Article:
Stephen Tong, Music Director
Seul Bi Lee, Violin
Jakarta Simfonia Orchestra


DVORAK Slavonic Dances
     i. Op.72 no. 2
     ii. Op.46 no. 1 & no. 8

MOZART Violin Concerto No. 5
     i. Allegro aperto
     ii. Adagio
     iii. Rondeau

INTERMISSION

DVORAK Symphony No. 9
     i. Adagio - Allegro molto
     ii. Largo
     iii. Scherzo: Molto vivace
     iv. Allegro con fuoco

STEPHEN TONG, Music Director

Stephen Tong is a man of many gifts. Fatherless at the age of 3, he was born with extraordinary sensitivity to all forms of art including music, painting, architecture, and sculpture. When Stephen was only 17 years old, he started to conduct works of oratorios and sacred music.

In 1985, Stephen led a 7-city concert rallies for the commemoration of the 300th anniversary of J. S. Bach and G. F. Handel, well attended by 27,000 people. He then founded Jakarta Oratorio Society in 1986, which regularly performs concerts in Jakarta. Occasionally Stephen would lead the choir in their tour to Singapore, Penang, Kuala Lumpur, Hong Kong, and Taiwan.

In December 2008, Stephen took Jakarta by storm when 9,000 people attended the 2-performances of Handel's Messiah choruses. Over 200 performers of Jakarta Oratorio Society and orchestra performed under his baton. This marked the largest audience in the history of classical music performance in Indonesia.

Aula Simfonia Jakarta is another exhibit of Stephen's architectural achievement, with Jakarta Simfonia Orchestra as the newly formed and appointed orchestra-in-residence and Jakarta Oratorio Society as the choir-in-residence, Stephen inaugurated all these in October 2009 with a series of concerts to celebrate. Alongside with Jahja Ling, world-renowned Indonesian born conductor, Stephen conducted the works of Bach, Beethoven, Handel, and Haydn. Entering its 10th season, Aula Simfonia Jakarta has hosted over 200 performances of classical concerts.


Stephen has frequently conduct symphonies of Haydn, Mozart, Beethoven (all 9 symphonies), Brahms, and Dvorak; concertos for piano, cello, violin; overtures, incidental music, and sacred oratorios such as Haydn Creation, Mendelssohn Lobgesang, Mendelssohn Elijah, and Handel Messiah.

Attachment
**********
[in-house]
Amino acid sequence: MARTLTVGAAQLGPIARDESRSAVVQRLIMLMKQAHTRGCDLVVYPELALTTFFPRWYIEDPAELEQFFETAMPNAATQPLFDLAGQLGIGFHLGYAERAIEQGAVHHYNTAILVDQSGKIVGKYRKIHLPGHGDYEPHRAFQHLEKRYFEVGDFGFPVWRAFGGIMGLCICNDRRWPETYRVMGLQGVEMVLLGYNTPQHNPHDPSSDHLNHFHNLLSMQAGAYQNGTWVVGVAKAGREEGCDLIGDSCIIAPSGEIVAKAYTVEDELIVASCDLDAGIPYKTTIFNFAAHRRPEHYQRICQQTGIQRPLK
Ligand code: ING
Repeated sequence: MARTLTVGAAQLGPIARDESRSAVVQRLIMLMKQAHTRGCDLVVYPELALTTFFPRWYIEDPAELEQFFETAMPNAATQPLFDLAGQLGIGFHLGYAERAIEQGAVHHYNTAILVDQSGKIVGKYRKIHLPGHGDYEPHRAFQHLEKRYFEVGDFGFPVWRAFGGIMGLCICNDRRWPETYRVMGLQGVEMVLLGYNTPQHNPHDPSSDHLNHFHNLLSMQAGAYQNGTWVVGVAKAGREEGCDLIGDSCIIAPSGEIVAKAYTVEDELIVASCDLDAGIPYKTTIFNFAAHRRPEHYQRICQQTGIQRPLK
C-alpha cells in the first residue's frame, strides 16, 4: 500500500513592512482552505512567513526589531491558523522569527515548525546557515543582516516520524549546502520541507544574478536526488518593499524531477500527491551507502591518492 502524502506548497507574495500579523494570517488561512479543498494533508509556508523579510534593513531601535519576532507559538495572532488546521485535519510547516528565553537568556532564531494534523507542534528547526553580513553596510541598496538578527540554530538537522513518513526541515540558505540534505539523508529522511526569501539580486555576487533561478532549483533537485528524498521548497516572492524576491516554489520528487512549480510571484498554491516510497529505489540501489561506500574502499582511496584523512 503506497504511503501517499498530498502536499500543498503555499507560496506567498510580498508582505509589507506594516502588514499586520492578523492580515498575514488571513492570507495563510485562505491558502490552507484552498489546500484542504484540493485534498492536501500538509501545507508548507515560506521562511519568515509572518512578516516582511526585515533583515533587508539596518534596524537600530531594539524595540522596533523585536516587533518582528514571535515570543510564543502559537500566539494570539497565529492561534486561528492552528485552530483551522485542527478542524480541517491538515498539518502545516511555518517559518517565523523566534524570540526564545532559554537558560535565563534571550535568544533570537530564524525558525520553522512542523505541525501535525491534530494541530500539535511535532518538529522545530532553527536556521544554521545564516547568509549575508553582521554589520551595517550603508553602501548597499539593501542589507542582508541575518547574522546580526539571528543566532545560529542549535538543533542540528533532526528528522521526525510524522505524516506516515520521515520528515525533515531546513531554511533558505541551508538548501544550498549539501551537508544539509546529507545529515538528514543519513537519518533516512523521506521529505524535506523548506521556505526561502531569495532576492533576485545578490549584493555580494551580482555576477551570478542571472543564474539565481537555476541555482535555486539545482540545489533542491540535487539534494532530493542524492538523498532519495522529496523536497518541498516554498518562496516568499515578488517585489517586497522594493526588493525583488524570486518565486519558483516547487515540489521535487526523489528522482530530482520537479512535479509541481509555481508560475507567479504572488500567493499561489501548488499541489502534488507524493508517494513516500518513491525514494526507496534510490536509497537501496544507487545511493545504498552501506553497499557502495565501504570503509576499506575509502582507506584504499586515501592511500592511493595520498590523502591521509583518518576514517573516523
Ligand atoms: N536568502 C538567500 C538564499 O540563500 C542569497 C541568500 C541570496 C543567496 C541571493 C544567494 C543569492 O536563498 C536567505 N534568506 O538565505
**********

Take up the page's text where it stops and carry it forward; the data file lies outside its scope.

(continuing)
Stephen wanted to introduce and educate classical music to the people of Indonesia by bringing both Jakarta Simfonia Orchestra and Jakarta Oratorio Society in 2017. This Grand Concert Tour continued its journey in 2018, reaching Singapore with well received and sold out concert in Esplanade. Then in July 2019, the touring groups expanded its musical journey to Wei Wu Ying (Kaohsiung), National Concert Hall (Taipei), and Hong Kong. Jakarta as the capital of Indonesia was not left out, for its people witnessed one of the biggest crowds for classical music event in Konser Akbar Monas, attracting 23,000 people in attendance of different backgrounds, race, religion, and age.

Stephen is the Artistic Director of Aula Simfonia Jakarta, Music Director of Jakarta Simfonia Orchestra, and Jakarta Oratorio Society.

SEUL BI LEE, violin

Seul Bi Lee, was born in South Korea,started to play violin at the age of 5 under the guidance of Prof. Kyung Ik Hwang (President of Korea Suzuki Association and student of Shinichi Suzuki)

As a soloist she was invited to take part in concert tours in South Korea, Japan, Singapore, Taiwan and Australia. Among other things, she has performed the Dvořák Violin Concerto in a minor op. 53 in Sydney, Paganini Violin Concerto No. 1 in D Major op. 6 in Taipei and Saint-Saëns Violin Concerto No. 3 in b minor op. 61 in Daejeon. She has also won various South Korean national violin competitions at a very young age. At the age of 19, Seul Bi began her music education with the guidance of Prof. Elisabeth Weber and completed her Diploma of Allgemeine Künstlerische Ausbildung from Lübeck University of music, Germany. She also studied with the concertmaster of Philharmonisches Orchester der Hansestadt Lübeck, Carlos Johnson who was one of the students of Prof. Tibor Varga. After that, she continued her music education with Prof. Wolfgang Rausch at the Robert Schumann University Düsseldorf and received the Master of Music degree with the title "sehr gut".